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Dangers of Sharing Your Toothbrush with Someone That Has Oral Health Problems


Posted on 12/15/2018 by Clay Keith dds
Dangers of Sharing Your Toothbrush with Someone That Has Oral Health ProblemsBy now, you've been warned about the risks of excess sugar, eating acidic foods, and drinking too many sodas. It is well known that those are common factors in developing tooth decay, gum disease, and bad breath.

But did you know that cavities are contagious? That's right, even if you practice perfect oral hygiene, you may face a future of costly and painful dental procedures if a loved one in your life doesn't.

Sharing is Not Caring


When people talk about sharing, they normally tout the virtues of unconditional generosity. This is not the case when it comes to your casein. Just like colds, flus, and other diseases, the bacteria that cause cavities and other oral health issues can be inadvertently shared among peers.

While sugary drinks may contribute to rotten teeth, it is more likely to be sharing that drink with your foul-mouthed friend that will allow the harmful bacteria to spread from their plaque-plagued oral orifice into your previously pristine mouth.

Even worse is borrowing a toothbrush – you may think that you are freshening up, but in reality you are smearing all of their recently removed buildup evenly over your own teeth. It is analogous to borrowing their used, crumpled, disease-ridden handkerchief to sneeze into yourself, and then wondering how you caught their cold.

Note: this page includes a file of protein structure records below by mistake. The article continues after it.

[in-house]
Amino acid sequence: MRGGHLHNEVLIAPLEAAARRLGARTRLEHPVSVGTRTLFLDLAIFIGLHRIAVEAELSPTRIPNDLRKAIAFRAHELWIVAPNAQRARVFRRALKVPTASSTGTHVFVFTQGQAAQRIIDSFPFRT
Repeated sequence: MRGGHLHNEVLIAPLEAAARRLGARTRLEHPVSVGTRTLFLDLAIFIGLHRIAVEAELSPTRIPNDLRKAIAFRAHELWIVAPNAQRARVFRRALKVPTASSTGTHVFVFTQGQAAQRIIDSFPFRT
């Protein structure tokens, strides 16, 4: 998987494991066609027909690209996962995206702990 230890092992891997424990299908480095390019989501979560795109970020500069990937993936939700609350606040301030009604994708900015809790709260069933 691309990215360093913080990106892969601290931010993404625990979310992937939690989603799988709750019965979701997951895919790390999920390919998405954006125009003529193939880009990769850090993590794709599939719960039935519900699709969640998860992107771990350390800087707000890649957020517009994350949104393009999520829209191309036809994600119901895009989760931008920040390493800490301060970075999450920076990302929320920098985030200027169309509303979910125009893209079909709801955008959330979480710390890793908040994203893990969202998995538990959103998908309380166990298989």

The ADA recommends that you rinse your toothbrush in warm water after every use, and allow it to air dry before using again. If more than one brush is present (shared holders, for example), it is important to keep their bristles from touching. Furthermore, you should replace your brush every 3-4 months, whenever the bristles become brittle or frayed – or if you suspect someone has been using your brush!

This solo practice extends to more than just dental hygiene, but also general hygiene as well. You never know if they have developed other communicable diseases, are experiencing an infection, or even have been unknowingly exposed to allergens that they can then expose you to.

Passing around dental healthcare products is bad for yourself and for those you share with, but if you still can't resist the urge, instead link this article to your friends and family. It is one share that your teeth will thank you for!
The Center for Implant & General Dentistry
Clay Keith, D.D.S.  |  Paul Denson, D.D.S.

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